* <code>SyncFactory</code> in order for a disconnected <code>RowSet</code> object
 * to obtain it and thereby use its <code>javax.sql.RowSetReader</code> and
 * <code>javax.sql.RowSetWriter</code>
 * implementations. The following registration mechanisms are available to all
 * <code>SyncProvider</code> implementations:
 * <ul>
 * <li><b>System properties</b> - Properties set at the command line. These
 * properties are set at run time and apply system-wide per invocation of the Java
 * application. See the section <a href="#reldocs">"Related Documentation"</a>
 * further related information.
 *
 * <li><b>Property Files</b> - Properties specified in a standard property file.
 * This can be specified using a System Property or by modifying a standard
 * property file located in the platform run-time. The
 * reference implementation of this technology includes a standard property
 * file than can be edited to add additional <code>SyncProvider</code> objects.
 *
 * <li><b>JNDI Context</b> - Available providers can be registered on a JNDI
 * context. The <code>SyncFactory</code> will attempt to load <code>SyncProvider</code>
 * objects bound to the context and register them with the factory. This
 * context must be supplied to the <code>SyncFactory</code> for the mechanism to
 * function correctly.
 * </ul>
 * <p>
 * Details on how to specify the system properties or properties in a property file
 * and how to configure the JNDI Context are explained in detail in the
 * <a href="SyncFactory.html"><code>SyncFactory</code></a> class description.
 * <p>
 * <b>2.3 SyncFactory Provider Instance Generation Policies</b>
 * <p>
 * The <code>SyncFactory</code> generates a requested <code>SyncProvider</code>
 * object if the provider has been correctly registered.  The
 * following policies are adhered to when either a disconnected <code>RowSet</code> object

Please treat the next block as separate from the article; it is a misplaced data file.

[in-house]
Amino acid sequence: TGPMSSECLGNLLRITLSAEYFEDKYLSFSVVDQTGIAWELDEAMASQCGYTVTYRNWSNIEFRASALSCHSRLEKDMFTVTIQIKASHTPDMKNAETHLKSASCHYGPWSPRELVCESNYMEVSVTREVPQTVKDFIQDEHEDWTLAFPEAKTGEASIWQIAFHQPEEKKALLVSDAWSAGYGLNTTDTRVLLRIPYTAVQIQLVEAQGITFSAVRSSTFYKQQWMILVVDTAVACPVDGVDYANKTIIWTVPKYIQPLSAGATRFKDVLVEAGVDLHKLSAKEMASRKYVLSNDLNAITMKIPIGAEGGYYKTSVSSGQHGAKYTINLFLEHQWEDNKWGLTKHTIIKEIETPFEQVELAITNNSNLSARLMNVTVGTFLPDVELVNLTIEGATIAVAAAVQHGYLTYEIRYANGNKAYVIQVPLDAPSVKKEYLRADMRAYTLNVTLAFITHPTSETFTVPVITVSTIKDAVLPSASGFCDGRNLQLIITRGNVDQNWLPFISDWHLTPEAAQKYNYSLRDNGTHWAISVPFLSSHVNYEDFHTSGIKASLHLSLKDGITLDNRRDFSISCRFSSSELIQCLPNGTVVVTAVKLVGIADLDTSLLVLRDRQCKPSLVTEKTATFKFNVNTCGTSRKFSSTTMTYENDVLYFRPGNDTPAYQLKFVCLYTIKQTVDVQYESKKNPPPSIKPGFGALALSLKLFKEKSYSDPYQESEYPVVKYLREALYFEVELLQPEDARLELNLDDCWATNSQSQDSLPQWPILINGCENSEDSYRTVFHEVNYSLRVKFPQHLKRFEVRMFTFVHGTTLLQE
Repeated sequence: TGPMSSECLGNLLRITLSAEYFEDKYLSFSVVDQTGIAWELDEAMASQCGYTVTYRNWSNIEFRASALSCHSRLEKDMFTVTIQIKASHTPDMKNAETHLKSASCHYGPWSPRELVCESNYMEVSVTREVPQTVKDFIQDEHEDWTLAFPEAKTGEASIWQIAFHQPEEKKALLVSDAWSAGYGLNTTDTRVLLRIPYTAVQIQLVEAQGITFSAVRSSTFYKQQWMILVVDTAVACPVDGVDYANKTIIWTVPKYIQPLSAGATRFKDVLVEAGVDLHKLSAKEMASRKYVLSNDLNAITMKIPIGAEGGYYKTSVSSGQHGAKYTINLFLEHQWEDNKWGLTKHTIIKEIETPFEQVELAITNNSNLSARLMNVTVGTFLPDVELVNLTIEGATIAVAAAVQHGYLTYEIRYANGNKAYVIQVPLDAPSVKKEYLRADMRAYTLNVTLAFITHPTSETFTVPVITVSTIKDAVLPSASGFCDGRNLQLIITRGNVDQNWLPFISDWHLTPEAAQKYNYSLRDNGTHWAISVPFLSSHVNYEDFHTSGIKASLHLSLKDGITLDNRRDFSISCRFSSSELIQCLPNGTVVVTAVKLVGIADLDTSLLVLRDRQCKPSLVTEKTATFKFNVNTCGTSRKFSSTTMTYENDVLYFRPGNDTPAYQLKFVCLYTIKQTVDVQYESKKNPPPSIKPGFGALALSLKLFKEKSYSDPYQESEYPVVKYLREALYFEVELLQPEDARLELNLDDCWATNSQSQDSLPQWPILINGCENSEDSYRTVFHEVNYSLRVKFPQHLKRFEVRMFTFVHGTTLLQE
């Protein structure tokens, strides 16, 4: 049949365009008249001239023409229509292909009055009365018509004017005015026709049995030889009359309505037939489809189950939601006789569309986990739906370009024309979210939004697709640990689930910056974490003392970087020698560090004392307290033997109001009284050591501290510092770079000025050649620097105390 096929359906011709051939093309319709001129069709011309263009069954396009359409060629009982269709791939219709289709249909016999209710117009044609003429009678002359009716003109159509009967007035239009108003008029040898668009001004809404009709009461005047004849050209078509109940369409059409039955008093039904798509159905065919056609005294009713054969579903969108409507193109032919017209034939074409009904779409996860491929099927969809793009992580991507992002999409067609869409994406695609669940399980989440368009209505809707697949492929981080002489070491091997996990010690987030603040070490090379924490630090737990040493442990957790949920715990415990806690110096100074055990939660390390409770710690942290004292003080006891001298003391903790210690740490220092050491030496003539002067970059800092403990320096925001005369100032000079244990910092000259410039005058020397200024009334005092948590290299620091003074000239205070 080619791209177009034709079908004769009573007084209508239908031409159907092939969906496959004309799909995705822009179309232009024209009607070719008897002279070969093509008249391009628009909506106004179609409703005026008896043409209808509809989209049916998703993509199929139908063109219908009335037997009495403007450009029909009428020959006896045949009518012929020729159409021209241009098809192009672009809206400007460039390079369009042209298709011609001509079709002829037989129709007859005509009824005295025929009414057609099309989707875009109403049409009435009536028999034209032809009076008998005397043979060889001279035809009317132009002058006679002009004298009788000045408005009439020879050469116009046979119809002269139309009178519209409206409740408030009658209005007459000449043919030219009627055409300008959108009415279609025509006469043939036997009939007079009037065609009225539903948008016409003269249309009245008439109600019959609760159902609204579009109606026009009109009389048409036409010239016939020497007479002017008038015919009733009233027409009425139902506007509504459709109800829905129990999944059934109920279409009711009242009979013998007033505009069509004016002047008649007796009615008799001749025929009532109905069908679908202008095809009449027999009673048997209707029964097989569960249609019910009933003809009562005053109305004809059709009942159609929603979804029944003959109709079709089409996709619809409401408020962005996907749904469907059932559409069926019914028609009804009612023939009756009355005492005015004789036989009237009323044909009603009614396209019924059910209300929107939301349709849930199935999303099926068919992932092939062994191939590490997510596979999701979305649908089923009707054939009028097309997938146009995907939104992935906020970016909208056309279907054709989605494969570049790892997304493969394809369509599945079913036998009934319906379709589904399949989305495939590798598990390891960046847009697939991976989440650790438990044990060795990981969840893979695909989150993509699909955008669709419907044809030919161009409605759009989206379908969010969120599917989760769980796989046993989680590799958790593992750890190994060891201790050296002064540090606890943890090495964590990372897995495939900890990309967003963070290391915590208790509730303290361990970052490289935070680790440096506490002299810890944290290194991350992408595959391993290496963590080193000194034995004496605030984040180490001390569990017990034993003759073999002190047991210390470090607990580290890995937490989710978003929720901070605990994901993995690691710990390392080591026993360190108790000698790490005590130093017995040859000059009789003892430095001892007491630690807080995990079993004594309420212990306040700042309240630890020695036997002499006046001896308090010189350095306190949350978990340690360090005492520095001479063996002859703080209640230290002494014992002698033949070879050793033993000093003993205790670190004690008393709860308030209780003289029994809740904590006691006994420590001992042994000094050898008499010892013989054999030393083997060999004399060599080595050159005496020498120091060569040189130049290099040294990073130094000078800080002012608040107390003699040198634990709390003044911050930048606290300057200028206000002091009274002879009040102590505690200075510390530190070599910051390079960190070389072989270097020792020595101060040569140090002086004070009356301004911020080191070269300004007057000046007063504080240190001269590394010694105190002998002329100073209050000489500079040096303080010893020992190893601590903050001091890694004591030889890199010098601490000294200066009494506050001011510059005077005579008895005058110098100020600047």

* is instantiated with a specified <code>SyncProvider</code> implementation or is
 * reconfigured at runtime with an alternative <code>SyncProvider</code> object.
 * <ul>
 * <li> If a <code>SyncProvider</code> object is specified and the <code>SyncFactory</code>
 * contains <i>no</i> reference to the provider, a <code>SyncFactoryException</code> is
 * thrown.
 *
 * <li> If a <code>SyncProvider</code> object is specified and the <code>SyncFactory</code>
 * contains a reference to the provider, the requested provider is supplied.
 *
 * <li> If no <code>SyncProvider</code> object is specified, the reference
 * implementation provider <code>RIOptimisticProvider</code> is supplied.
 * </ul>
 * <p>
 * These policies are explored in more detail in the <a href="SyncFactory.html">
 * <code>SyncFactory</code></a> class.
 *
 * <h3><a id="impl">3.0 SyncProvider Implementer's Guide</a></h3>
 *
 * <b>3.1 Requirements</b>
 * <p>
 * A compliant <code>SyncProvider</code> implementation that is fully pluggable
 * into the <code>SyncFactory</code> <b>must</b> extend and implement all
 * abstract methods in the <a href="SyncProvider.html"><code>SyncProvider</code></a>
 * class. In addition, an implementation <b>must</b> determine the
 * grade, locking and updatable view capabilities defined in the
 * <code>SyncProvider</code> class definition. One or more of the
 * <code>SyncProvider</code> description criteria <b>must</b> be supported. It
 * is expected that vendor implementations will offer a range of grade, locking, and
 * updatable view capabilities.
 * <p>
 * Furthermore, the <code>SyncProvider</code> naming convention <b>must</b> be followed as
 * detailed in the <a href="SyncProvider.html"><code>SyncProvider</code></a> class
 * description.
 * <p>